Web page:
15 April 2020
Synthesis of the article published in the BMJ blog of Pr.Susan Bewley
by Cécile Bour, MD
Susan Bewley is Professor Emeritus of Obstetrics and Women's Health at King's College London and Chair of Healthwatch (Collective for Science and Integrity in Medicine). She is highly critical of breast cancer screening and has published a multi-faceted analysis of the ongoing UK trial for extending screening.
On her blog BMJ she writes about the suspension of organised breast cancer screening, which was in force during the covid-19 pandemic in several countries.
For Pr. Bewley, the suspension of systematic breast cancer screening during covid-19 offers an opportunity to take into account the criticisms made of these mass screening programs, these reproaches and controversies that have existed for three decades now, insufficiently relayed in France, particularly during Pink October, a national campaign that absolutely annihilates any contradiction in the public space.
Priority to patients
The NHS (National Health Service) has given priority to the needs of the ill and vulnerable through this suspension, explains Susan Bewley.
In the middle of a global pandemic, writes Susan Bewley, we can no longer afford the politically popular luxury of needlessly making the general public unwell through anxiety and overdiagnosis. Routine mammographic breast cancer screening and the AgeX clinical trial—which was designed to generate evidence about extending screening to women even outside the current 50-70 age group—have stopped (Editor’s note : the links are those proposed in the original text).
Although it was not obvious from national websites, or in the media, letters, texts, and phone calls have been informing women since mid March that all routine screening appointments are cancelled. Services have since been suspended in parts of Canada, Italy, Scotland, and Australia (Editor’s note, also in Belgium, in addition to above mentioned countries).
Mobile mammography screening vans are parked and silent. Staff are clearing the decks and helping those women already in the system after a positive screen. Once this is done, staff will be redeployed for the Herculean task of constraining coronavirus or keeping other parts of the NHS afloat.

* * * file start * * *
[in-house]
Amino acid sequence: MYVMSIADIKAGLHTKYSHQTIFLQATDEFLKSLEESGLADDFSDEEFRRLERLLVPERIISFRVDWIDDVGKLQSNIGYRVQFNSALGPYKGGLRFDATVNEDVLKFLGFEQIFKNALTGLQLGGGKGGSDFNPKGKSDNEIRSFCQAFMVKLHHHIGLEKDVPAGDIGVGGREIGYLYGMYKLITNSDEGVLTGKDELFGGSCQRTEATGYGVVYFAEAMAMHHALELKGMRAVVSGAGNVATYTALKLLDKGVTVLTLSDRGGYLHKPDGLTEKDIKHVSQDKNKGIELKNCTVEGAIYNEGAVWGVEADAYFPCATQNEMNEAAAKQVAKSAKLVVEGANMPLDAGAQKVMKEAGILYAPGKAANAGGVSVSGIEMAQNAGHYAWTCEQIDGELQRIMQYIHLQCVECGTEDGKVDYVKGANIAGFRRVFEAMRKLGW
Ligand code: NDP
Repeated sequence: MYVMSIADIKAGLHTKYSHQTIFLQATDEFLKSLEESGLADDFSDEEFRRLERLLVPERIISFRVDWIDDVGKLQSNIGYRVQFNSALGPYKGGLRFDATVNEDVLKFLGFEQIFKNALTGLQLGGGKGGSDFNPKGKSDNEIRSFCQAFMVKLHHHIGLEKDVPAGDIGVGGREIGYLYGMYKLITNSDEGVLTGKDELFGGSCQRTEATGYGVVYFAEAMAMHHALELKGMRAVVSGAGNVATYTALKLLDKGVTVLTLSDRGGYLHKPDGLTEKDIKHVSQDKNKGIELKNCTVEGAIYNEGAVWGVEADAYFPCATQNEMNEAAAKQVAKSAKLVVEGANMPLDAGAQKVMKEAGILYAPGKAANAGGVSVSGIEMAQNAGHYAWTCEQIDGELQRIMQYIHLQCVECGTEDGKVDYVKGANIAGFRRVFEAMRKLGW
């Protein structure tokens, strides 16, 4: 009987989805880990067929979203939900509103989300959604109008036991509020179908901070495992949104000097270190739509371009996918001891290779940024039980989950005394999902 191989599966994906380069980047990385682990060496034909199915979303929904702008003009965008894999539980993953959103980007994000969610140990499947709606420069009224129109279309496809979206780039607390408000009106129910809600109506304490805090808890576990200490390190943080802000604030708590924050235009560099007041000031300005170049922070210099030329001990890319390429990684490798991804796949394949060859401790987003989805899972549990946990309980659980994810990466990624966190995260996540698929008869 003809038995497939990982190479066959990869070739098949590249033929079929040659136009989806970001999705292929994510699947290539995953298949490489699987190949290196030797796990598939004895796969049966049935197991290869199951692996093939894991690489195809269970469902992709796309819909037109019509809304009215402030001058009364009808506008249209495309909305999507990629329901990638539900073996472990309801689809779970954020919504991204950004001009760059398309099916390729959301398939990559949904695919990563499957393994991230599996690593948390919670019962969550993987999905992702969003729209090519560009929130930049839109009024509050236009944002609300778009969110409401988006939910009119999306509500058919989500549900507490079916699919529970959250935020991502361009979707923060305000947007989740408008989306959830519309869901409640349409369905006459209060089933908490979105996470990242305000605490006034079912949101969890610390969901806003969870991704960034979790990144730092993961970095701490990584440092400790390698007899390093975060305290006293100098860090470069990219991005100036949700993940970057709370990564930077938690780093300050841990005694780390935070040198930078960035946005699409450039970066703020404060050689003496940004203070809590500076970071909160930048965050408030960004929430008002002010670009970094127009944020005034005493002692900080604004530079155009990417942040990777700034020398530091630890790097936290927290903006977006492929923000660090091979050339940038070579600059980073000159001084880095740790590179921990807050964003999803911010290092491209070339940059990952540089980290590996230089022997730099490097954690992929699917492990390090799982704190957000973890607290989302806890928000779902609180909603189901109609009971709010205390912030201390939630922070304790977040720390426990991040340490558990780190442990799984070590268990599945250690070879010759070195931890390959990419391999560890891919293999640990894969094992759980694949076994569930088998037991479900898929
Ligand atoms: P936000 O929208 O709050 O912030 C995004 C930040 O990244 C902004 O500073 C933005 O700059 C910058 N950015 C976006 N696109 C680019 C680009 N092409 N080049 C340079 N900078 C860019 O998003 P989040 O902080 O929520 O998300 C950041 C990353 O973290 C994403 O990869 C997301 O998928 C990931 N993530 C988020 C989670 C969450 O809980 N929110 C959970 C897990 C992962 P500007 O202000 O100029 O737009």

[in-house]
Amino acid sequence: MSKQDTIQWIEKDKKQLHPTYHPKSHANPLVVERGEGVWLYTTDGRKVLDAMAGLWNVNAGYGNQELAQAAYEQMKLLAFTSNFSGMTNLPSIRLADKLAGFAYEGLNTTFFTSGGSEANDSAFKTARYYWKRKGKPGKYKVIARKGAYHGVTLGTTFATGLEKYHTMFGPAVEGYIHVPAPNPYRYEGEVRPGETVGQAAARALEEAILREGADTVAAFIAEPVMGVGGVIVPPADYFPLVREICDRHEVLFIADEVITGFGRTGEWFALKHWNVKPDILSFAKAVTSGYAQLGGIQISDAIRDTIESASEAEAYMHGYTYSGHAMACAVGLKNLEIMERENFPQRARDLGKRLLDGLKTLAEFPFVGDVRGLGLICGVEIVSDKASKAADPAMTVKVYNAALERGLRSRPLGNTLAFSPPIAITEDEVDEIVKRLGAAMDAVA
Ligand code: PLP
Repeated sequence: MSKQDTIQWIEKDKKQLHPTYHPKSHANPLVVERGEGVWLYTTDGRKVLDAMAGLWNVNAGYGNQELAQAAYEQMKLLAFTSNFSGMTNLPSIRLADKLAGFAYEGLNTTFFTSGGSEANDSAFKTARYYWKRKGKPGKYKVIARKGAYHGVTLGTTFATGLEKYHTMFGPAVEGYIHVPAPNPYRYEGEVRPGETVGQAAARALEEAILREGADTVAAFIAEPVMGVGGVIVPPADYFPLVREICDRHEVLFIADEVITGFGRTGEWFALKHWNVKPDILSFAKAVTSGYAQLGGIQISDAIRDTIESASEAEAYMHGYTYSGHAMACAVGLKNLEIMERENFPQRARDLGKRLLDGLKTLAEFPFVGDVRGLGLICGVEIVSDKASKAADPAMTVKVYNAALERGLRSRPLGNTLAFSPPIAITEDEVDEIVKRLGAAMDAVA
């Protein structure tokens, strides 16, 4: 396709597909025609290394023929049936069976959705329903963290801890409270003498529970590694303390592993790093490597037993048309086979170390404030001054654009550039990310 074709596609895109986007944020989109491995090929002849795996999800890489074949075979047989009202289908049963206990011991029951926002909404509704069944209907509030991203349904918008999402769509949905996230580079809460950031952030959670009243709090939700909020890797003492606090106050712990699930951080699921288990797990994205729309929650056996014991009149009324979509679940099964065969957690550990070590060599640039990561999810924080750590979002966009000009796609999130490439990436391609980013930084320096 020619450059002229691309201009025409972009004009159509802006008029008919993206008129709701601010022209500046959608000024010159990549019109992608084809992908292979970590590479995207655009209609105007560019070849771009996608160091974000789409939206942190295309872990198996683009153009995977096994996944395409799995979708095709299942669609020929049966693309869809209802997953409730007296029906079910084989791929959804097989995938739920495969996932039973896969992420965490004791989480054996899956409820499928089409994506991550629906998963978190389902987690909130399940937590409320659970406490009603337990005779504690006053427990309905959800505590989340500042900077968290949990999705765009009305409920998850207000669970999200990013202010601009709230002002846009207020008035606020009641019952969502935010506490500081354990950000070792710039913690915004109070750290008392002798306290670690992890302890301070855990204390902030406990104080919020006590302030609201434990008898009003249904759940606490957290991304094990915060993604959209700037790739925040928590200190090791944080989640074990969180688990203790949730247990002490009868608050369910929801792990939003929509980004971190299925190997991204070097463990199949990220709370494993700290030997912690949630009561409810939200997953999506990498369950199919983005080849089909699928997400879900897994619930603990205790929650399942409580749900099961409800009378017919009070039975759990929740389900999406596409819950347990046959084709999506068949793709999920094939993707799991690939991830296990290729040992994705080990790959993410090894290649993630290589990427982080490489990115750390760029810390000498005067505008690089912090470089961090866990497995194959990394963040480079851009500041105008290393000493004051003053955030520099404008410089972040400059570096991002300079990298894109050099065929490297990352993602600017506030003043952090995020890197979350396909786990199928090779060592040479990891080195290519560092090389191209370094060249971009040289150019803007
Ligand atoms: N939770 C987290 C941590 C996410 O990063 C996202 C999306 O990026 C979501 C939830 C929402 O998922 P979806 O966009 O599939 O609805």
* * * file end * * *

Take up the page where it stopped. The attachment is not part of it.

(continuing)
No safety risk posed to the public by stopping screening
This recognition that breast cancer screening is non-urgent must be applauded, and the general public reassured. It suggests that stopping screening poses little overall danger (and even, by some people’s interpretations, possibly none whatsoever) to women. Anyone with a lump, skin dimpling, or other symptoms who might have an active cancer, should be encouraged to call their GP as usual, as the urgent pathways remain open.
In the UK, regional breast screening services are telling women that screening is “on hold.” The intention appears to be to resume screening when, and if, the coronavirus pandemic ends. But this is a golden opportunity for the National Screening Committee (NSC) to pause, reconsider criticisms of the screening programme, and evaluate whether to modify a programme that does not impress clinically or cost effectively.
Susan Bewley explains that breast cancer treatments have been revolutionised since screening was introduced in 1987, thus long ago traversing the “sweet spot” between pointlessness, through usefulness.
Screening can be useless at first, when a disease is discovered without effective treatments.
Second, it can be useful when it meets Wilson and Jungner's criteria and identifies early patients who will do better with available treatment than if they had waited until symptomatic.
But it becomes pointlessness again when good treatments for symptomatic cancer are available, as they are now, and at the same time the balance of benefit/risk in mammographic screening tilts towards its causing excessive harm to the well.
In other words : the more effective the therapies currently available, the more pointless systematic screening becomes, especially if it causes more disadvantages than benefits.
The good news story—that treatment for symptomatic breast cancer nowadays is excellent—has been drowned out by a thirst for “more” searching and resoothing of anxiety. Going “cold-turkey” on screening may be an unexpected, but welcome, way to wean the public off its dependence on searching for diseases that might never have harmed anyone.
The termination of certain screening programs already mentioned